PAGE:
Thanks in advance for any thoughts. I'll be away for the next week - so I won't be able to respond to your thoughts until then.Are there any limits on what can get rolled over and how much? For example - let's say I earn $60,000 and $95,000 is the limit for qualifying for a Roth. Does that mean I have a maximum of $35,000 I can rollover into a Roth in order to stay under the limit?What tax rate is used for money rolled from a SEP? Let's say I put $4000 into a SEP this year. Had I not - I would have paid tax on this money including a self-employment tax. If I roll that money over next year - would the self-employment tax still apply? Or is this a little loop hole?There is a limit of $3000 ($3500?) for contributions into a Roth. However - are there any limits on rollovers? Can they occur in the year after they were contributed to the original account? Is this a loophole for getting around the max contribution? Is it possible to invest $8000 in a SEP each year and roll it into a Roth in the following year (assuming you still qualify for the Roth in the following year)?Thanks for your thoughts.
Welcome, SpeedyElCoyote. Glad you could join us.The $3K limit on Roth contributions refers only to the amount of new cash you can add to the account in any one year (and its the sum of your contributions to all of your Roth and IRA accounts in any one year). Rollovers and conversions are not included in this 3K limit.The income limit on qualifying for contributions to a Roth also does not apply to conversions. You may convert any amount you are willing to pay taxes on. As a practical matter, many of us would hesitate if the Roth conversion gets taxed at the highest income tax rates. Its usually better to convert when you can convert at say a 15% income tax rate or lower. At 25% or higher, I would hesitate, keep the money in a conventional IRA (or 401K etc) and hope for a low income year or better laws in the future. But this does depend on your age somewhat. If you are approaching the age 70-1/2 mandatory distribution age, you might have to hurry.On the SEP tax, I have to defer to the experts. I am under the impression the 15% SEP tax is for Social Security. You do not pay it on a Roth conversion.I'll have to pass on the rules for rollovers from an SEP.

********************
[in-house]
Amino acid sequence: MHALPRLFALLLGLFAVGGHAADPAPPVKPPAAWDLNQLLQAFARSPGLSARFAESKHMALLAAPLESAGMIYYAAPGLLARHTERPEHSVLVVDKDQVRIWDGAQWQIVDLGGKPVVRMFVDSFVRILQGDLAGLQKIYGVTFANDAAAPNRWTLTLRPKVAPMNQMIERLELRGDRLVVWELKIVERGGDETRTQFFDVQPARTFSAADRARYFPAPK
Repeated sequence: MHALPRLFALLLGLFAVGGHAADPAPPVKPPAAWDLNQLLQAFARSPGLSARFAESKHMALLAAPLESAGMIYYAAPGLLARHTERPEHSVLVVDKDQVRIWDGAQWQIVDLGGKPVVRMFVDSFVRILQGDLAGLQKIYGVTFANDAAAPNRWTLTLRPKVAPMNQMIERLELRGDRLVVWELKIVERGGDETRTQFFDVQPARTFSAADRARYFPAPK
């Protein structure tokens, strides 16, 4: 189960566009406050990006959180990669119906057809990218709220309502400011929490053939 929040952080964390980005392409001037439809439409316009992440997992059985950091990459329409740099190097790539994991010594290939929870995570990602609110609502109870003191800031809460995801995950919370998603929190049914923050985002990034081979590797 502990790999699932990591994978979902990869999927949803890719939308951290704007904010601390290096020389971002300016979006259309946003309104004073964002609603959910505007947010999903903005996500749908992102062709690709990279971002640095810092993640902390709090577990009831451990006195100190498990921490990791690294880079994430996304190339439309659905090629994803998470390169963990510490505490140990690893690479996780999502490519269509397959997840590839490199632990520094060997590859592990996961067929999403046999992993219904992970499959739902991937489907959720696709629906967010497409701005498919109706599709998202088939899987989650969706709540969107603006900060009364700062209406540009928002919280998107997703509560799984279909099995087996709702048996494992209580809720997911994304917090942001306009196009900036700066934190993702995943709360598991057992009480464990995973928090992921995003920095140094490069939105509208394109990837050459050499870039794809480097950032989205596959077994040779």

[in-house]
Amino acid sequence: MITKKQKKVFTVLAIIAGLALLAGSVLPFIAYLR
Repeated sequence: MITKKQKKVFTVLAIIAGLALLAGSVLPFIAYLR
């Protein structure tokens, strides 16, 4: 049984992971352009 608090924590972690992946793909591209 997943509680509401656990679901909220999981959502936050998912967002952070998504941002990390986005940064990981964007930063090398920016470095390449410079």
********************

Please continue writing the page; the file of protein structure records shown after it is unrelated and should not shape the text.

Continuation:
Late 2003 we converted our traditionals and 2 things drove the timing decision.1) our income was approaching the cutoff of 100k and we were concerned we might exceed in future years and not be able to convert.2) though the tax rate was steep and I agree if you think your rate will fall to wait - we didn't anticipate being in a position where the rates would be lower for us anytime before retirement (we're not taking a year off to travel the globe) - especially given the sunset provisions on the current tax breaks and the long term fiscal health of the the USG - we see rates rising...
Author: tlswms | Date: 3/1/04 3:25 AM | Number: 39544 1) our income was approaching the cutoff of 100k and we were concerned we might exceed in future years and not be able to convert.Correct me if I'm wrong, but I do not believe that there is any income test on conversions. I think the income limit only affects your eligibility to make an annual contribution ($3000 or $3500 if you are over 50).Russ
Correct me if I'm wrong, but I do not believe that there is any income test on conversions. I think the income limit only affects your eligibility to make an annual contribution ($3000 or $3500 if you are over 50).For a conversion IRA requires 2 things1) modified AGI for Roth purpose (didn't read the details but it's defined in pub 590) not greater than 100k and2)not married filing separateTom
Thanks for all your thoughts. In terms of the little self-employment loop hole I was wondering about - I found out that self-employment tax (which includes social security) is taken out before the deduction. Thus - there is no way around this tax. Which seems quite reasonable.Robert
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